But I always tell everyone to be realistic. Publishing is a tough business and going the traditional route is not for everyone. Even if you’re signed by an agent, your advance is probably (realistically) going to be just enough to pay that electric bill, at least on the first book. Don’t go into it thinking that if you invest a few thousand for an editor, you’re guaranteed a six-figure advance. It simply doesn’t work that way.
How can one be sure that one is working with a truly skilled and trustworthy editor?
Never, ever, ever pay for agent contact information. That is free and available to everyone. Be very wary of someone who promises you an agent or publication or anything more than a manuscript that’s the best it can be. Check out what authors they’ve worked with and if they were in the publishing industry. You can also ask for a sample of their work.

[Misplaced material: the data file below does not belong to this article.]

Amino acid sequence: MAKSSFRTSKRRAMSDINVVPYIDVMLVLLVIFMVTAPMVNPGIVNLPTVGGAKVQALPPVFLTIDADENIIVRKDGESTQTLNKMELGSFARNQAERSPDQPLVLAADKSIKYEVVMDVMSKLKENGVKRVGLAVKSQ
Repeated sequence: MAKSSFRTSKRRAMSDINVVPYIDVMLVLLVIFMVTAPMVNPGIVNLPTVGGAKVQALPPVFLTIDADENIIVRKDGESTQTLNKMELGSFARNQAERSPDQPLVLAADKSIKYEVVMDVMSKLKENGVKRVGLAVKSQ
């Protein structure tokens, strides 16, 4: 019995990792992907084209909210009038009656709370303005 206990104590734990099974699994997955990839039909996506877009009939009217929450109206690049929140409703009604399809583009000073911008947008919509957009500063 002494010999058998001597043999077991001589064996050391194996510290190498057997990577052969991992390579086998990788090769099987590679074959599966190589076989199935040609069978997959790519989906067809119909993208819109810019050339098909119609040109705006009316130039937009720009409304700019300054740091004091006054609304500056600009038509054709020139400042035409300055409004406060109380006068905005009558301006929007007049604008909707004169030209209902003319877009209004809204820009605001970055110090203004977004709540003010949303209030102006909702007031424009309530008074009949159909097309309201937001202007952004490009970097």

What might an editor do beyond catching grammatical mistakes? Is it best to work with one editor for everything from proofreading to critiques on characters and plots, or to work with different editors on different aspects of one's work?
Content editing is totally different than copyediting, and is much more important (I feel). Content editing involves crafting characters, reworking plot, improving the pacing, strengthening dialogue, structure, and theme—anything that enhances the story and writing itself.
It’s best to work with the same editor for content and copyediting, because they’re familiar with your work and style, but it’s not necessary. Copyediting is done once your content is in good shape and you’re ready to submit to an agent or self-publish.
What is your typical client like? At what stage do you usually become involved with an author's work?
Most of my clients are unpublished authors who are seeking agents or self-publication. I review completed manuscripts 90 percent of the time. Sometimes I review partials so that the client can get on the right track before writing the rest of the manuscript.